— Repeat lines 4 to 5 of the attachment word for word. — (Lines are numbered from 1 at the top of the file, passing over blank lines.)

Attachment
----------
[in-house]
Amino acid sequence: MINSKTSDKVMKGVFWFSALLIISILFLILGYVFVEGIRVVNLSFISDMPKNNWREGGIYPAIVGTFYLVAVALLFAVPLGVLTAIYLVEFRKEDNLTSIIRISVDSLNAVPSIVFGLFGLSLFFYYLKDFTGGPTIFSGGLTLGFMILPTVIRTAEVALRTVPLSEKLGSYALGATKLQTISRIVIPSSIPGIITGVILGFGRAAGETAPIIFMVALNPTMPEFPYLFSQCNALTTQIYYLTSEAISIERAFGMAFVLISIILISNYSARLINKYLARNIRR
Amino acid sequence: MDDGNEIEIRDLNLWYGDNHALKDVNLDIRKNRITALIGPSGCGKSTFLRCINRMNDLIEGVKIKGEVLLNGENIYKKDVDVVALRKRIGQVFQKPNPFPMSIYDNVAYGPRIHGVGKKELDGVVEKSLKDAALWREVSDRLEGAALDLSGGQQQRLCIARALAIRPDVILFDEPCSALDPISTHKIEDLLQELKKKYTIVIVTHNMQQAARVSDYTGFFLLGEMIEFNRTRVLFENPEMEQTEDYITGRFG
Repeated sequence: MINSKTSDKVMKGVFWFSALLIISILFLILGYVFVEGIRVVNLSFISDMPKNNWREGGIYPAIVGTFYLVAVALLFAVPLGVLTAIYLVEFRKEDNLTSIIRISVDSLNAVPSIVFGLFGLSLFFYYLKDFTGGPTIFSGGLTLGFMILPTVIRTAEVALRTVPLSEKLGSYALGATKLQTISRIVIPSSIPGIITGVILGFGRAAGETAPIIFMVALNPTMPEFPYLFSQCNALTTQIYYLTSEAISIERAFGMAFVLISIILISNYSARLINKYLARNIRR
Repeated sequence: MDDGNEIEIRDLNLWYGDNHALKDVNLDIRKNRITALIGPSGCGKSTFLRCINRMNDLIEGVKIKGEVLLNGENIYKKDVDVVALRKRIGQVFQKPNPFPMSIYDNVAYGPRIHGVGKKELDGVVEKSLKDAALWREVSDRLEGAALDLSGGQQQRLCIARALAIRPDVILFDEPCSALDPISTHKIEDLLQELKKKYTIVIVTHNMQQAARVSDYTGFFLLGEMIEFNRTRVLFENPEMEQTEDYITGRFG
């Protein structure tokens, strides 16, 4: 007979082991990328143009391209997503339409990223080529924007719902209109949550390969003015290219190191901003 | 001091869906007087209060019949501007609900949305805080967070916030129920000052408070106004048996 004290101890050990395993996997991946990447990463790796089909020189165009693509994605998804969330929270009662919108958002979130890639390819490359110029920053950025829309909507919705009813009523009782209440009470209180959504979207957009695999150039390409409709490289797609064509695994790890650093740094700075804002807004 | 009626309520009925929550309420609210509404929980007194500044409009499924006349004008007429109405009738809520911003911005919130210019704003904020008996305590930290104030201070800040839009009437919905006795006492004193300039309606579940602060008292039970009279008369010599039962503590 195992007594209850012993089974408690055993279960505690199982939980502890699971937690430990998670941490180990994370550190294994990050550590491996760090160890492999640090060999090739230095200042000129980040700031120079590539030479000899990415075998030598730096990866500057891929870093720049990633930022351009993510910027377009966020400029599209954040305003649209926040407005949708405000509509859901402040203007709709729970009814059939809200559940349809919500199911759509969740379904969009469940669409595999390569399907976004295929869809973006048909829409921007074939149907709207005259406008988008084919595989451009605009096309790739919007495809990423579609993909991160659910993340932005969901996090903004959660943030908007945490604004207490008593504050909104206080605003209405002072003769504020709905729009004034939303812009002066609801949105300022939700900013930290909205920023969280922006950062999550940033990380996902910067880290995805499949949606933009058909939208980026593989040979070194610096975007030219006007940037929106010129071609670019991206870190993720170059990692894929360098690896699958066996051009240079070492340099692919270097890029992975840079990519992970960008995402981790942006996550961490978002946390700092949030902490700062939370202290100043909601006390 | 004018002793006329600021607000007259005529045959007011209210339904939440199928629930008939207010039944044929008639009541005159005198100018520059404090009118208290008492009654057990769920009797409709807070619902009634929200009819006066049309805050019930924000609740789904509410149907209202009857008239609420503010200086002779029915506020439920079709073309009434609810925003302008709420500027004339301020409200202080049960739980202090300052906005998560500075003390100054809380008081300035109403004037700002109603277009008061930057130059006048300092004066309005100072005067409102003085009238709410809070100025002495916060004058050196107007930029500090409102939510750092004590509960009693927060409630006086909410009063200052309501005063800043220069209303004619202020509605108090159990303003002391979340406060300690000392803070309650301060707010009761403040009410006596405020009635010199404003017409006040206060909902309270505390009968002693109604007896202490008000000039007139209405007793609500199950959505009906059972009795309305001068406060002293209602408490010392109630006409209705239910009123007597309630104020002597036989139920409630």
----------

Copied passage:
Repeated sequence: MINSKTSDKVMKGVFWFSALLIISILFLILGYVFVEGIRVVNLSFISDMPKNNWREGGIYPAIVGTFYLVAVALLFAVPLGVLTAIYLVEFRKEDNLTSIIRISVDSLNAVPSIVFGLFGLSLFFYYLKDFTGGPTIFSGGLTLGFMILPTVIRTAEVALRTVPLSEKLGSYALGATKLQTISRIVIPSSIPGIITGVILGFGRAAGETAPIIFMVALNPTMPEFPYLFSQCNALTTQIYYLTSEAISIERAFGMAFVLISIILISNYSARLINKYLARNIRR
Repeated sequence: MDDGNEIEIRDLNLWYGDNHALKDVNLDIRKNRITALIGPSGCGKSTFLRCINRMNDLIEGVKIKGEVLLNGENIYKKDVDVVALRKRIGQVFQKPNPFPMSIYDNVAYGPRIHGVGKKELDGVVEKSLKDAALWREVSDRLEGAALDLSGGQQQRLCIARALAIRPDVILFDEPCSALDPISTHKIEDLLQELKKKYTIVIVTHNMQQAARVSDYTGFFLLGEMIEFNRTRVLFENPEMEQTEDYITGRFG